ALBANY, N.Y. — Mark David Chapman, who gunned down Beatles legend John Lennon in 1980, was denied parole Friday for the eight time, the New York Department of Corrections announced.
"After a review of the record and interview, the panel has determined that if released at this time, there is a reasonable probability that you would not live and remain at liberty without again violating the law," the panel said in a report.
Chapman fired five shots on Dec. 8, 1980, outside the Dakota apartment house where Lennon lived on Manhattan's Upper West Side, hitting the ex-Beatle four times in front of his wife, Yoko Ono, and others. He was sentenced in 1981 to 20 years to life in prison after pleading guilty to second-degree murder.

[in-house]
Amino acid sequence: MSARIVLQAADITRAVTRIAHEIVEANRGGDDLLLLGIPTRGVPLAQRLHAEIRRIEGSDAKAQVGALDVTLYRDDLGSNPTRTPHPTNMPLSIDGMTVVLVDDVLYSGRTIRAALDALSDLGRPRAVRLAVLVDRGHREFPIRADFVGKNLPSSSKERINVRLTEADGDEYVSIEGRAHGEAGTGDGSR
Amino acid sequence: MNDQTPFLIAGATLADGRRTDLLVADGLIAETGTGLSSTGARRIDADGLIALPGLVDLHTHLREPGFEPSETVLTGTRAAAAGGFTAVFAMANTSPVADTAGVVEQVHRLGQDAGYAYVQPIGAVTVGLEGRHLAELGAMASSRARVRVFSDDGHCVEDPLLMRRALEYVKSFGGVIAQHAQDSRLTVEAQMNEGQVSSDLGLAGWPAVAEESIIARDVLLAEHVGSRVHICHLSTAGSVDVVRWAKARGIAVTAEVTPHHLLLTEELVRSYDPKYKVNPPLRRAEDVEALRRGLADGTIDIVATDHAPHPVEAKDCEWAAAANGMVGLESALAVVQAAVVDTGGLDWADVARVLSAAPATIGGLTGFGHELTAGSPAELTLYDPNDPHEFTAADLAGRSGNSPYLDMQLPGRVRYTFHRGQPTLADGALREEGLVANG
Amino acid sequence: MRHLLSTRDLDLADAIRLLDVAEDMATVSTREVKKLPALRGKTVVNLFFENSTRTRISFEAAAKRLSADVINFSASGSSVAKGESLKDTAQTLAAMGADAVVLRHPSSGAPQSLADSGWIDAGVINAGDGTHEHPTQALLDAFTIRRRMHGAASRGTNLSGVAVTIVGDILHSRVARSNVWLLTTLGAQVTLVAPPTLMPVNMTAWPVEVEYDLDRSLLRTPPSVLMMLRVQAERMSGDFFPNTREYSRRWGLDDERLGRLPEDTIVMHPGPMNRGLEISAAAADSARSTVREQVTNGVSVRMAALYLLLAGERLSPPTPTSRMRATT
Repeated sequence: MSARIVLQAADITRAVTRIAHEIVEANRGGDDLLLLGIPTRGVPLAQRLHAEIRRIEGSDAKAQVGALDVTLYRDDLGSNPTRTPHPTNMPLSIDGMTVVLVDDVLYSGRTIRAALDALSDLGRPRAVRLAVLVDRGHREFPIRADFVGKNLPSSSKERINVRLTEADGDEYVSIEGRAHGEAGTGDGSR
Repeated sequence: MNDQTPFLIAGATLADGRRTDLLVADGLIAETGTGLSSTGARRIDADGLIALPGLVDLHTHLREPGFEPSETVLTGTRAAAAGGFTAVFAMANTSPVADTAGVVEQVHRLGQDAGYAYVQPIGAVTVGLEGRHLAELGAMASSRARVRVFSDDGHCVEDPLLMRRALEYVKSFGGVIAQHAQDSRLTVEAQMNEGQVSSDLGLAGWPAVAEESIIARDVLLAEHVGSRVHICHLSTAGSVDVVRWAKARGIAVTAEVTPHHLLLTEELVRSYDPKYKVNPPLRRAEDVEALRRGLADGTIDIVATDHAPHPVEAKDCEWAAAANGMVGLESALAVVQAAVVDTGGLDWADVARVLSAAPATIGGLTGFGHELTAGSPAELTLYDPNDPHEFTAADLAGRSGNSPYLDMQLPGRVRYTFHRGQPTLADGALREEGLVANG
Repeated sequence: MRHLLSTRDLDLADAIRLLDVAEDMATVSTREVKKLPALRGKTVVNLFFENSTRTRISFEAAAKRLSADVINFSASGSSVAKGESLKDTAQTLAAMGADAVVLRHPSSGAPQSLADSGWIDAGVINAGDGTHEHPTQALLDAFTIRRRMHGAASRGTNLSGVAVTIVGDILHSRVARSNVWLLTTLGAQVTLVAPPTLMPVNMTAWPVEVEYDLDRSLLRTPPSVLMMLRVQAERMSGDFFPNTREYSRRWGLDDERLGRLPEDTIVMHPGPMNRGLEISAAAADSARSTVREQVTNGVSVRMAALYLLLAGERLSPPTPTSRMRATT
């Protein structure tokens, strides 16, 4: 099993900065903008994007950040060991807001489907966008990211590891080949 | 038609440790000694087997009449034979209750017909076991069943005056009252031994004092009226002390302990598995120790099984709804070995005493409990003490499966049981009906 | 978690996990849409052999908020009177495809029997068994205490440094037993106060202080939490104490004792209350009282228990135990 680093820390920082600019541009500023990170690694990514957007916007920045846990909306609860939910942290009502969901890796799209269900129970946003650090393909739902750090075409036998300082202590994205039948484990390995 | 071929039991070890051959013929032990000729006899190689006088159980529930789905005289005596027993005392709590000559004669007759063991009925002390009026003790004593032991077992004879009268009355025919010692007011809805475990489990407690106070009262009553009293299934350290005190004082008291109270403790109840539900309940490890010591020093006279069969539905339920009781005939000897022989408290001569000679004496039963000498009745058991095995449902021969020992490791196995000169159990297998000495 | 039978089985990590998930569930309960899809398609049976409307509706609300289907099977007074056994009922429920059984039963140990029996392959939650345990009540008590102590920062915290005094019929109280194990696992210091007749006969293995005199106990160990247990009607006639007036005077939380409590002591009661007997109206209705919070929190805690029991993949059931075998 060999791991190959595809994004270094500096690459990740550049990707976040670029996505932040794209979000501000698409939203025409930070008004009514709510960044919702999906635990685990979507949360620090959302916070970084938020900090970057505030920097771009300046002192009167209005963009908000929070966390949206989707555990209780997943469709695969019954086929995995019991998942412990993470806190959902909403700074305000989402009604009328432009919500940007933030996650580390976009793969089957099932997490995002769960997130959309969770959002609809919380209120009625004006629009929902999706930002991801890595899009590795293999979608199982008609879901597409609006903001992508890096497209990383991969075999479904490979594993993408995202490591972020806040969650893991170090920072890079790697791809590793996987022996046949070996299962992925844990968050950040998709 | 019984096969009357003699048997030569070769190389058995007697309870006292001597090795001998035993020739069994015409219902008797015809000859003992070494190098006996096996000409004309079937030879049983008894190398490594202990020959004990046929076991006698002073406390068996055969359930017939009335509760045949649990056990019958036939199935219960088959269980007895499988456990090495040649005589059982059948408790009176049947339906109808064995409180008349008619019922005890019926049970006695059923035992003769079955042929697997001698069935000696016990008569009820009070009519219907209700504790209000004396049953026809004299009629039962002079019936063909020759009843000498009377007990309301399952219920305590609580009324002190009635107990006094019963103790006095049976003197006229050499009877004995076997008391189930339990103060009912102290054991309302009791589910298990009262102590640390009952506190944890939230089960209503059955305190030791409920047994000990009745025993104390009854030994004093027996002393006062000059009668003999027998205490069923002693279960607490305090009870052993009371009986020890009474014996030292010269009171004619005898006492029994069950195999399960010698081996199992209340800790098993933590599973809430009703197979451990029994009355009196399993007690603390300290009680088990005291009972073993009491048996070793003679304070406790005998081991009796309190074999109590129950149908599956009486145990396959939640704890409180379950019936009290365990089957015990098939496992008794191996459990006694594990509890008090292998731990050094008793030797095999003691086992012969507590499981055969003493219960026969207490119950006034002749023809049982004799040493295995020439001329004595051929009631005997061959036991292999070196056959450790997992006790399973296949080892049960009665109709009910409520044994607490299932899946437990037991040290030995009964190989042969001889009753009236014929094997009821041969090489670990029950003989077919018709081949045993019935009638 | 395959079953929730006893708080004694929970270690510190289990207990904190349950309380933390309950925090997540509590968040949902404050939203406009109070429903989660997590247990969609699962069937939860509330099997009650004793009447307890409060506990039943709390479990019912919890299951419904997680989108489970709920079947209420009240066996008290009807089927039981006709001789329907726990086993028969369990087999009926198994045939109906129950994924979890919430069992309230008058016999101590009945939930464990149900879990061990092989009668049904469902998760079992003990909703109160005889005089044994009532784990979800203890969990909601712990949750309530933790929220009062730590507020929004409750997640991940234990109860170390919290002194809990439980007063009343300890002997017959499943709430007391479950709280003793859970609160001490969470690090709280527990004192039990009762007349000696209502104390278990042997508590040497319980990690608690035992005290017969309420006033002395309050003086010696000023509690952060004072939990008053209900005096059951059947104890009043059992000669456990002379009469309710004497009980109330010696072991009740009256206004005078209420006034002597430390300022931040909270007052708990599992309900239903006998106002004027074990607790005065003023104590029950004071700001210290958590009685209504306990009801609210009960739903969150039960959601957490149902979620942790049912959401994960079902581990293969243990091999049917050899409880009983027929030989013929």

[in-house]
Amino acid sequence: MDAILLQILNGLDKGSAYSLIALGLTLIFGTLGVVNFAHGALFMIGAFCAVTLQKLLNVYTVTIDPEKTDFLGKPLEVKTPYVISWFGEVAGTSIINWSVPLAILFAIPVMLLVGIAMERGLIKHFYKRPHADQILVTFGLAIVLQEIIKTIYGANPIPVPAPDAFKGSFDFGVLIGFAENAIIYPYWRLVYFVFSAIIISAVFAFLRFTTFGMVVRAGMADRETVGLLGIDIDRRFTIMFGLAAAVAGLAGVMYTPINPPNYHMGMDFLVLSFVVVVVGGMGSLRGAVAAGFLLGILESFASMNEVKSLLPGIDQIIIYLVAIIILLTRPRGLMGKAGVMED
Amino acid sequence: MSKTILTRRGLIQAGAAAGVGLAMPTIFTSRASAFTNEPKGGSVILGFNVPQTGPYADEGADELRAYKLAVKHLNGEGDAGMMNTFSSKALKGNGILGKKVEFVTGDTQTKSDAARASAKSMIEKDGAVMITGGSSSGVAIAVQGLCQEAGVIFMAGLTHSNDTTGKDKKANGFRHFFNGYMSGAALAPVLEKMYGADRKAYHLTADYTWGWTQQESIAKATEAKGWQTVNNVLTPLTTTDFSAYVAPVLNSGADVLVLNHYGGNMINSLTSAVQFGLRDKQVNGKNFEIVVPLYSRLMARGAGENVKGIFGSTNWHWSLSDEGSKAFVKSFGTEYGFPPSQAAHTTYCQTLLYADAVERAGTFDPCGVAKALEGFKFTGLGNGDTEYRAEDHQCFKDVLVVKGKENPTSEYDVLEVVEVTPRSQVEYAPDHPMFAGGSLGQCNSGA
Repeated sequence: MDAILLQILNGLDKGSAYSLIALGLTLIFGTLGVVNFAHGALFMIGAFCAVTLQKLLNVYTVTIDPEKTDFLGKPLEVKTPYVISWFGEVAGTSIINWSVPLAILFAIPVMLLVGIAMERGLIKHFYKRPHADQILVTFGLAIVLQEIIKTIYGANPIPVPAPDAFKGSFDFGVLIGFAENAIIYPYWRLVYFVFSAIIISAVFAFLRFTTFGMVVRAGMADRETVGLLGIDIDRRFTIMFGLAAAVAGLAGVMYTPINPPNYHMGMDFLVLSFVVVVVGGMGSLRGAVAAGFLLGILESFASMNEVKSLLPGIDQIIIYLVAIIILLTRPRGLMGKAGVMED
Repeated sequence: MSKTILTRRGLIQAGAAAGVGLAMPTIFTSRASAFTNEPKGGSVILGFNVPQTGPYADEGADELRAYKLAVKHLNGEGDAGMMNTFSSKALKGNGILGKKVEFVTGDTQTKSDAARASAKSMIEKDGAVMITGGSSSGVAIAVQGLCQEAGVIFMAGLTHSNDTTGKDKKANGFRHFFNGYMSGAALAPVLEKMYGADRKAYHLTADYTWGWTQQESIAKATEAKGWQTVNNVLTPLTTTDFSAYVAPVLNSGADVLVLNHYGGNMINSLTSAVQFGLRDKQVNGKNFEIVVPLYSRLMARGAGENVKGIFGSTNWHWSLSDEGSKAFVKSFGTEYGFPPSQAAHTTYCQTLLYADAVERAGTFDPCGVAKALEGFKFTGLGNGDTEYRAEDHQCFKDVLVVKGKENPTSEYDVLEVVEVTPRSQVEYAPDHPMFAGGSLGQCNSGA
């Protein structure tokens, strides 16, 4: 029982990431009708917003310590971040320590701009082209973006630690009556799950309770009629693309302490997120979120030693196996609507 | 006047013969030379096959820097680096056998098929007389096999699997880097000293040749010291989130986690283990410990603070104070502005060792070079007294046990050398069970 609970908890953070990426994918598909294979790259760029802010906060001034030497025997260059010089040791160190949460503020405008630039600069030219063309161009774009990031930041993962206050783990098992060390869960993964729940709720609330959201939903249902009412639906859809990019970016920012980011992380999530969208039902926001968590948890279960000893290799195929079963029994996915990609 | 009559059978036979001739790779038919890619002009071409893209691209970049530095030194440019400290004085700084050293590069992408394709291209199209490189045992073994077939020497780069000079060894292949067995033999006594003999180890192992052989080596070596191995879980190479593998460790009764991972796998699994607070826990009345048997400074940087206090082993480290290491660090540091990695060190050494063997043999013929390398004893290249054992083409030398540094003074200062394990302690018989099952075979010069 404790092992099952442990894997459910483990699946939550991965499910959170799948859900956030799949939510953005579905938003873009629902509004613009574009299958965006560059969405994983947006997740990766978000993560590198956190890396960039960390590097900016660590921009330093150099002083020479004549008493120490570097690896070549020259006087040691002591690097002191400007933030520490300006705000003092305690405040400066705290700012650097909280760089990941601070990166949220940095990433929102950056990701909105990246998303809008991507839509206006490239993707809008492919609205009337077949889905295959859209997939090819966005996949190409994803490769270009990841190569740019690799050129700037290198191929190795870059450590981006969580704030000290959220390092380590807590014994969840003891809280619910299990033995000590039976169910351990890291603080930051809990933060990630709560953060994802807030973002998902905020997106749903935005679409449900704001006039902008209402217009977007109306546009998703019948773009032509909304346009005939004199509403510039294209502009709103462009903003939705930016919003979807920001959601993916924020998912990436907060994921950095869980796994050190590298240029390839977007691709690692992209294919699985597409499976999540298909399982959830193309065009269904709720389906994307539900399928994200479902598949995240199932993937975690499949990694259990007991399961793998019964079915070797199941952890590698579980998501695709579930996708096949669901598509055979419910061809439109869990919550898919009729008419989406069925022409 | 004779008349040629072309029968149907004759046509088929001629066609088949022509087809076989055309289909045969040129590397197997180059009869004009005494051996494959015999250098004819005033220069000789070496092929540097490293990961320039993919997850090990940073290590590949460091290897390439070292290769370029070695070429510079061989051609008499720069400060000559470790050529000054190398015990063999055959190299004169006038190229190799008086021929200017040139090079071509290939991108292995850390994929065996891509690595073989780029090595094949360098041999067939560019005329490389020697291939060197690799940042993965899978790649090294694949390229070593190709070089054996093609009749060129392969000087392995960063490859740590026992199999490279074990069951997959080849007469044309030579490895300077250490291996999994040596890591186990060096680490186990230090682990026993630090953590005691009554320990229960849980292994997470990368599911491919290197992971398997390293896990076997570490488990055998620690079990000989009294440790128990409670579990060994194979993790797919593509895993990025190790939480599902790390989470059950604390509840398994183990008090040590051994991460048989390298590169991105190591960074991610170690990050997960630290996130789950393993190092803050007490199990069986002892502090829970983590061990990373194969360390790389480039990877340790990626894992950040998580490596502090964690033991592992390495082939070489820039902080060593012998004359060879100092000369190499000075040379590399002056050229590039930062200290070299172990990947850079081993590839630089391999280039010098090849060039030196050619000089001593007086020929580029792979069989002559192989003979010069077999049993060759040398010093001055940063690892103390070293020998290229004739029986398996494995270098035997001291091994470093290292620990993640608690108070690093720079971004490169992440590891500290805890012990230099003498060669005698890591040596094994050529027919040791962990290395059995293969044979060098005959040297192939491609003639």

An attorney for Ono said Friday that she had no immediate comment.
The 59-year-old Chapman, who first became eligible for parole in December 2000, will next appear before the parole board in two years. The state also released a new mug shot of Chapman taken on June 1, 2013.
The panel continued that "your release would be incompatible with the welfare of society and would so deprecate the serious nature of the crime as to undermine respect for the law."
The Daily News first reported on Friday's decision, which also noted how Chapman stalked and waited for his victim.
"This victim had displayed kindness to you earlier in the day, and your actions have devastated a family and those who loved the victim," the panel said, alluding to Lennon signing a copy of an album for Chapman on that fatal day.
Spector reports for the Gannett Albany (N.J.) bureau. Contributing: The Associated Press